King Arthur & the shropshire connection

Although there has been many claims associated with King Arthur at many locations throughout this country it is difficult to seperate fact from fiction. However there may be more truth to the following account as the legend of King Arthur may have been based on an actual person. He was the ruler of the part of the country known as Shropshire in the 5th century and he would have been known as Owain Ddantgwyn, he was a fierce warrior who defeated the Anglo-Saxons when they invaded his lands after the Romans had left. His name that he would have been known by in battle was “The Bear” and in Old English this word would have been translated as Arth. Owain’s Father’s battle name would have been known as, “Terrible Head Dragon” which in Welsh can be translated as “Uthr Pen Dragon” which is very similar to Uther Pendragon who was Arthur’s Father in the Arthurian legend. It has been suggested that the city of Virconium in Roman times and which now is the town of Wroxeter, and which can be found four miles from the town of Shrewsbury was the real Camelot.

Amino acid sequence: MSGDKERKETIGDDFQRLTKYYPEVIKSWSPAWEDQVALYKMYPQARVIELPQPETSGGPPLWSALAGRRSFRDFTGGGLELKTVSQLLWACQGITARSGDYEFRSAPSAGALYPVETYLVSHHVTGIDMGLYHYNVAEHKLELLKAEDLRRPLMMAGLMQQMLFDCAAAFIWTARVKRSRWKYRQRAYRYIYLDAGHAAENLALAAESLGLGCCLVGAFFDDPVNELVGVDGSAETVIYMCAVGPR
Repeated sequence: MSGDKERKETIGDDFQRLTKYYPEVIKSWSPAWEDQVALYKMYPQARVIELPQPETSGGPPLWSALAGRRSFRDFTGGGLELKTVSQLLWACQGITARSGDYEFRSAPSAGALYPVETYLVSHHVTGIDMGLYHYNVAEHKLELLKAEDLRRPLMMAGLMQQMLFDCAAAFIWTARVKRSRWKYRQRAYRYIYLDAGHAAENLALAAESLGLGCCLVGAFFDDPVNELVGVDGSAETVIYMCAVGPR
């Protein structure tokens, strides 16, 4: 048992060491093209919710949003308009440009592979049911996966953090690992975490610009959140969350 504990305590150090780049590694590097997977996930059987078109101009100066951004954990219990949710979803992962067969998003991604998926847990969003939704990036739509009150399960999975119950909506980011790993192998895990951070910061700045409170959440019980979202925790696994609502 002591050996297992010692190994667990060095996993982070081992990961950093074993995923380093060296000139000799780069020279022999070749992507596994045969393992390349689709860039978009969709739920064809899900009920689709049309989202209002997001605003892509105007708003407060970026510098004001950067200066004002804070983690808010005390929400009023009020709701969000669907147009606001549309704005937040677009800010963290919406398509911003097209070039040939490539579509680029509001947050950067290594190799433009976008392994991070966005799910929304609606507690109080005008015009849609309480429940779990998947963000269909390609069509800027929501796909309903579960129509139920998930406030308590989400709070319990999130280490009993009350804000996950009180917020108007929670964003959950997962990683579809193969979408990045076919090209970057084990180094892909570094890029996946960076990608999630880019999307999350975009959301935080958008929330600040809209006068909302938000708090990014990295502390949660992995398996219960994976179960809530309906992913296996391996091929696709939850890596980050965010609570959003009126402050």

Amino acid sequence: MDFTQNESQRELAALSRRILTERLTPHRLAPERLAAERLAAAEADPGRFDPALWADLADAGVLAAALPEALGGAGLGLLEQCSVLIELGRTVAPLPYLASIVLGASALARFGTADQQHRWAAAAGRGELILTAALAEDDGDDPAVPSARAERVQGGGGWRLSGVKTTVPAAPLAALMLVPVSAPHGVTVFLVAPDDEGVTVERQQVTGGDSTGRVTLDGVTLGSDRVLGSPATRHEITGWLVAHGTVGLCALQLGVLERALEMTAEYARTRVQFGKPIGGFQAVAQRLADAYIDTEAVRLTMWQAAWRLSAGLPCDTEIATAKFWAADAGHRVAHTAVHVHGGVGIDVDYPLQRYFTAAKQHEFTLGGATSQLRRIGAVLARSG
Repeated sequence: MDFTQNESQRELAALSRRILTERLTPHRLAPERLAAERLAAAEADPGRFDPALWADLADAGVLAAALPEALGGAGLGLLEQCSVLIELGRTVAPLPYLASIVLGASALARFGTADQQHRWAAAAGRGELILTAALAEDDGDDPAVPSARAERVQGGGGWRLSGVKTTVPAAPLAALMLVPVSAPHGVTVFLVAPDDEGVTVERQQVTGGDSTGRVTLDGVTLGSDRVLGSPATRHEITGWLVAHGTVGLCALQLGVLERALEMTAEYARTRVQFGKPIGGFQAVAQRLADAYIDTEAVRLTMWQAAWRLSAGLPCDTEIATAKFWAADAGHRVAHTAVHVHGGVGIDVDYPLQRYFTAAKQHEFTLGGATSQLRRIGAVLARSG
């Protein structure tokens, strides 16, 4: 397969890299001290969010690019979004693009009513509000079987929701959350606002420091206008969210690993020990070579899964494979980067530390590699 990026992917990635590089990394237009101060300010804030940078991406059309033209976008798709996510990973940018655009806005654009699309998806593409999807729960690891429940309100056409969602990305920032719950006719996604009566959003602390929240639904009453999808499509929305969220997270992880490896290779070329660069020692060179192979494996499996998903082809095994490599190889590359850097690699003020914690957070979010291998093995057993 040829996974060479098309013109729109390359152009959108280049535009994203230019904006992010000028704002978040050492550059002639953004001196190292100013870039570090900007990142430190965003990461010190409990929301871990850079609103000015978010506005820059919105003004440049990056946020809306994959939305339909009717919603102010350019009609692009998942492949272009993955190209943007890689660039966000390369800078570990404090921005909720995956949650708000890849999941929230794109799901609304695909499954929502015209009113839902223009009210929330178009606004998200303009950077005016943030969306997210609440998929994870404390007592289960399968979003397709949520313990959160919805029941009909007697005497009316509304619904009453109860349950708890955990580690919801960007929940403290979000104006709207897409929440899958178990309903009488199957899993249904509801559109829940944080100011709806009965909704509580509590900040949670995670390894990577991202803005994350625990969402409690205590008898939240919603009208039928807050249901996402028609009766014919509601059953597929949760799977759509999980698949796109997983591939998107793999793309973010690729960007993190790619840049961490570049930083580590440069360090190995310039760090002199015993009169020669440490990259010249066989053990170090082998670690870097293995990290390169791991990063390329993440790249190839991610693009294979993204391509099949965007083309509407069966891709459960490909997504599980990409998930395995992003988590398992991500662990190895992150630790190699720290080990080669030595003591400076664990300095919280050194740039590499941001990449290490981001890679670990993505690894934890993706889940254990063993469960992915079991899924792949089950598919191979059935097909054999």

Another odd coincidence can be found on the outskirts of the town of Oswestry found close to the English and Welsh borders, here can be found an ancient well preserved hill fort which is known as Caer Ogyrfan.

Oswestry hill fort Caer Ogyrfan

In the Arthurian legends the Father of Guinevere was known as Gogyrfan, so it does beg the question whether there is some sort of link between the two. It has also been said that after King Arthur’s death Guinevere retreated to a place known as White Ladies Priory and the ruins of this building are said to have been found on the outskirts of the town of Telford.

Other connections with King Arthur and this area go on to suggest that the sword was drawn out of the stone at Mitchell’s Fold which is a stone circle, also a magical cauldron which was said to contain treasure and a special sword wa said to have been hidden close to the summit of Caer Caradoc overlooking nearby Church Stretton. There have always been many places which are said to be connected to King Arthur but perhaps Shropshire has been overlooked and maybe we should look at this area more seriously in the future.

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